He never liked Rick's idea for a citizens' Constitutional Court, and refused to write anything about it in the "Colorado Liberty."

True enough. It was an ill-conceived idea, and one I haven't heard Stanley mention in some months.

In defending his claim to have once been a "Stanley supporter" Ari says, "I wrote two lengthy articles about his act of civil disobedience ... and his two subsequent arrests." But Ari was acting as a paid independent consultant to the Libertarian Party of Colorado when he wrote those articles, a fact he conveniently fails to mention. Since the Bill of Rights rally qualified as news, the fact that Ari wrote a story about it is not evidence of support at all. He was just doing his job. Once again he omits an essential fact.

David's addition is not an "essential fact," it is totally irrelevant. Nothing in my job description required me to attend or write about any specific event. I chose to attend those events, and I chose to write about them. I didn't have to do so. I didn't have to risk arrest by arguing with the police who arrested Stanley. I didn't have to photograph the event, develop the pictures on my own dime, or send those pictures to the Stanley campaign for its use. I didn't have to sit through Stanley's subsequent trial. But I did. I don't have to write about his trial, but I'm going to.

[Ari] says, "There is simply no way Stanley is going to find a million people willing to sign his petition." A bit farther along he says, "Let us make the absurd assumption that Stanley could find a million people ..." Examined closely, one sees that the "analysis" here put forward is no more than an outright emotional appeal -- the kind of appeal Ari condemns when others use the same technique. Can you spell double standard, Ari?

It's not an emotional appeal, it is simply an abundantly obvious point. The NRA has around three million members. You'd have to get a full third of the NRA's membership to attend. And, as Stanley has pointed out, the NRA doesn't support his project.

The target is one million signatures by May 15, 2003. There are 346 days left to go. A little simple root extraction reveals that the number of signers must grow at the rate of 2.28% per day if the goal is to be reached on time. Since the total is currently growing at a rate of 4 or 5% daily (i.e., 15 to 20 new signers every day) it appears not only that the goal is attainable, but that the MGM petition may accumulate more than twice the targeted number of signatures in plenty of time.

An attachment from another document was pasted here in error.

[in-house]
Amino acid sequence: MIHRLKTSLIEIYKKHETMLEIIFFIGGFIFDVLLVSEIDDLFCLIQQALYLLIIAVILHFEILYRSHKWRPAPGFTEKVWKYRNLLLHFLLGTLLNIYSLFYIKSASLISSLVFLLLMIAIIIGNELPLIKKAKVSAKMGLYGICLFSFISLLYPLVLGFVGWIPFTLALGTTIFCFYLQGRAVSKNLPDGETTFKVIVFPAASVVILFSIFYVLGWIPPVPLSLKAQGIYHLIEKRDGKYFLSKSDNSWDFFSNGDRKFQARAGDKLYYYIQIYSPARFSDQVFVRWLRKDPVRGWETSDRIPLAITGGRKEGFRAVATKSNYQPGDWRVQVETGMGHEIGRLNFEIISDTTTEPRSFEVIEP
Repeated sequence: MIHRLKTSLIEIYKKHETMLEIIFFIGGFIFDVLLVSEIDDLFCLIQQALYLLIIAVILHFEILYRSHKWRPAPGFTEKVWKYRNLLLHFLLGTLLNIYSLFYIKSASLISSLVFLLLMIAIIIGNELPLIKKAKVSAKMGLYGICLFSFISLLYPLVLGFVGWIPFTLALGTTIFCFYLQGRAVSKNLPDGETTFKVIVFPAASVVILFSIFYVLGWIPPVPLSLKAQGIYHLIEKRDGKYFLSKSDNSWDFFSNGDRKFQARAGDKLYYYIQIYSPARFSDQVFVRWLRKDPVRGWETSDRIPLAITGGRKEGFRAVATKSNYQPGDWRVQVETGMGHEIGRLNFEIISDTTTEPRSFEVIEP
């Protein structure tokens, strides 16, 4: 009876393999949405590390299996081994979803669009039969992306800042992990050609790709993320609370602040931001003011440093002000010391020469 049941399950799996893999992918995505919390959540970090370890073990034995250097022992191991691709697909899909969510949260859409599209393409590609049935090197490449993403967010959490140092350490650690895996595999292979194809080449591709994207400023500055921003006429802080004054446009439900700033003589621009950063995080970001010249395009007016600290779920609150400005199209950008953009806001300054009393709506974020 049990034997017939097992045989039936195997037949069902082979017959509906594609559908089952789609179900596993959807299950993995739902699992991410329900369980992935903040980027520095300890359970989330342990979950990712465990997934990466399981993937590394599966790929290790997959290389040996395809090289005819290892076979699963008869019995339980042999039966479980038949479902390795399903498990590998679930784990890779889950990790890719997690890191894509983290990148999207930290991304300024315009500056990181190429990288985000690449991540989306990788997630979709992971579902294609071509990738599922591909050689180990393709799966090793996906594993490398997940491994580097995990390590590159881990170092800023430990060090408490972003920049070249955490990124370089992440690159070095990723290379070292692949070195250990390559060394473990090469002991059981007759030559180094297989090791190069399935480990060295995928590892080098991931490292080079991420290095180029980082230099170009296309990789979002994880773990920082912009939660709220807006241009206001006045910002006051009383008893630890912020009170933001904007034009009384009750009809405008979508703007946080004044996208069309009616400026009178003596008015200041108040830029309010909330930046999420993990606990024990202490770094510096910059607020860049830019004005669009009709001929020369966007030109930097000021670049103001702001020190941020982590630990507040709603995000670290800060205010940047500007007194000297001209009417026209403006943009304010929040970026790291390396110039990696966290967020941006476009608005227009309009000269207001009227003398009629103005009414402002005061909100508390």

I've heard similar claims in the context of chain letters and Ponzi schemes. There is simply no way the growth rate will remain constant, and it certainly will not mushroom the way David describes.

In fact, there are four polls that show Rick obtaining 3% to 4% support, not one.

Not according to the web page listed (http://www.stanley2002.org/pollsum5_02.htm). There is exactly one poll that lists a result for Stanley. According to the web page, the March 25, 2002 Orvetti Report listed the results of a Garin-Hart-Yang Poll (Paid for by Strickland). The results were as follows.

Sen. Wayne Allard (R) 43%
Tom Strickland (D) 37%
Rick Stanley (L) 4%

I even called Orvetti by telephone to verify these results.

Apparently, David wants to assume that different poll results for "other" and "other candidate" imply support for Stanley. There's no reason to believe that's true.

Incidentally, Stanley's web page claims, "It's likely that Rick's support would be showing up in the 12% to 15% range if these polls were conducted honestly." There's absolutely no justification for this claim.